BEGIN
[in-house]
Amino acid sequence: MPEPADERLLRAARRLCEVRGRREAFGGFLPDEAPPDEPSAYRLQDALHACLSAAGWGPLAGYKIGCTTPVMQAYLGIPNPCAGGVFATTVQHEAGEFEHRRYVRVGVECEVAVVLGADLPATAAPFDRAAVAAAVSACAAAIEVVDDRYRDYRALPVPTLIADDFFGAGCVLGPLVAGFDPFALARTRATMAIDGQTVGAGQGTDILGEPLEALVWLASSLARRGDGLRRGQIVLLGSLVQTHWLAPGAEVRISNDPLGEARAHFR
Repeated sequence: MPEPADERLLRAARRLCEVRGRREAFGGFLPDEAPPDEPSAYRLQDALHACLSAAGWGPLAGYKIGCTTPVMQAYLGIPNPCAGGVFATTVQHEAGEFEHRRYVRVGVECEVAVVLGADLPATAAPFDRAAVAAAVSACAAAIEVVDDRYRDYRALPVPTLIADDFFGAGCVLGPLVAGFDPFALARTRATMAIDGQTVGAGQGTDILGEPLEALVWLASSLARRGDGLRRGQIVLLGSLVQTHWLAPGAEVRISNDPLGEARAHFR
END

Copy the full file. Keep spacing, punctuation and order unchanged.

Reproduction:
[in-house]
Amino acid sequence: MPEPADERLLRAARRLCEVRGRREAFGGFLPDEAPPDEPSAYRLQDALHACLSAAGWGPLAGYKIGCTTPVMQAYLGIPNPCAGGVFATTVQHEAGEFEHRRYVRVGVECEVAVVLGADLPATAAPFDRAAVAAAVSACAAAIEVVDDRYRDYRALPVPTLIADDFFGAGCVLGPLVAGFDPFALARTRATMAIDGQTVGAGQGTDILGEPLEALVWLASSLARRGDGLRRGQIVLLGSLVQTHWLAPGAEVRISNDPLGEARAHFR
Repeated sequence: MPEPADERLLRAARRLCEVRGRREAFGGFLPDEAPPDEPSAYRLQDALHACLSAAGWGPLAGYKIGCTTPVMQAYLGIPNPCAGGVFATTVQHEAGEFEHRRYVRVGVECEVAVVLGADLPATAAPFDRAAVAAAVSACAAAIEVVDDRYRDYRALPVPTLIADDFFGAGCVLGPLVAGFDPFALARTRATMAIDGQTVGAGQGTDILGEPLEALVWLASSLARRGDGLRRGQIVLLGSLVQTHWLAPGAEVRISNDPLGEARAHFR